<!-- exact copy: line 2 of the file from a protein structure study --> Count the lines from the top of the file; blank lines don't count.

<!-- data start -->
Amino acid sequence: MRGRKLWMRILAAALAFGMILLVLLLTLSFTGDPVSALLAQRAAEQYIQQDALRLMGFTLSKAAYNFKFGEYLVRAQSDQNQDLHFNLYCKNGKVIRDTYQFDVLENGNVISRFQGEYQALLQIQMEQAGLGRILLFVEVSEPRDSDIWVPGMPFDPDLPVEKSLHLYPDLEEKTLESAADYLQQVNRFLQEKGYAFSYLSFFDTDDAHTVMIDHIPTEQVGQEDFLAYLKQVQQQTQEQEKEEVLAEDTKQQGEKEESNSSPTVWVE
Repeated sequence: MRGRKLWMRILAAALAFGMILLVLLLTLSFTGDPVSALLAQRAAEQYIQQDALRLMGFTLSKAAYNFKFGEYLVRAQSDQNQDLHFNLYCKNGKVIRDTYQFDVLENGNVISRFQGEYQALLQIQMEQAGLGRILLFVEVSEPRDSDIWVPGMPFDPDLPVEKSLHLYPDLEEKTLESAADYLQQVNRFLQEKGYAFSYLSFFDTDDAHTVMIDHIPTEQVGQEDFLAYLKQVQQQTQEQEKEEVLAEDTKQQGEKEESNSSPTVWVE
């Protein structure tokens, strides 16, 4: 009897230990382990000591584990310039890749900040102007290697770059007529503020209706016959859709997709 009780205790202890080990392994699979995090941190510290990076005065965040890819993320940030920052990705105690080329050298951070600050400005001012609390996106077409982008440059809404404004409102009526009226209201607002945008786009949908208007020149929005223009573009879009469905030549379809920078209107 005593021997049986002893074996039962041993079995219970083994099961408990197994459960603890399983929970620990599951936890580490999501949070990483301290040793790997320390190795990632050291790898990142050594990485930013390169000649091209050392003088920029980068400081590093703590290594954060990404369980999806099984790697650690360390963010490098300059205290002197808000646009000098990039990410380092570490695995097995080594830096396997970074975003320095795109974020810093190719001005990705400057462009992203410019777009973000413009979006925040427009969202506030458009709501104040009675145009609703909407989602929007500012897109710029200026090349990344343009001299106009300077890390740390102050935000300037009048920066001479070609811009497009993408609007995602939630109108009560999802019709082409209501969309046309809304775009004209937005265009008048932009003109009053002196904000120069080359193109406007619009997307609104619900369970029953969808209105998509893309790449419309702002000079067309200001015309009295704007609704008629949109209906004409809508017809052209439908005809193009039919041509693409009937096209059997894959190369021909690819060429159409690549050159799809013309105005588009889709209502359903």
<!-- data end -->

Repeated sequence: MRGRKLWMRILAAALAFGMILLVLLLTLSFTGDPVSALLAQRAAEQYIQQDALRLMGFTLSKAAYNFKFGEYLVRAQSDQNQDLHFNLYCKNGKVIRDTYQFDVLENGNVISRFQGEYQALLQIQMEQAGLGRILLFVEVSEPRDSDIWVPGMPFDPDLPVEKSLHLYPDLEEKTLESAADYLQQVNRFLQEKGYAFSYLSFFDTDDAHTVMIDHIPTEQVGQEDFLAYLKQVQQQTQEQEKEEVLAEDTKQQGEKEESNSSPTVWVE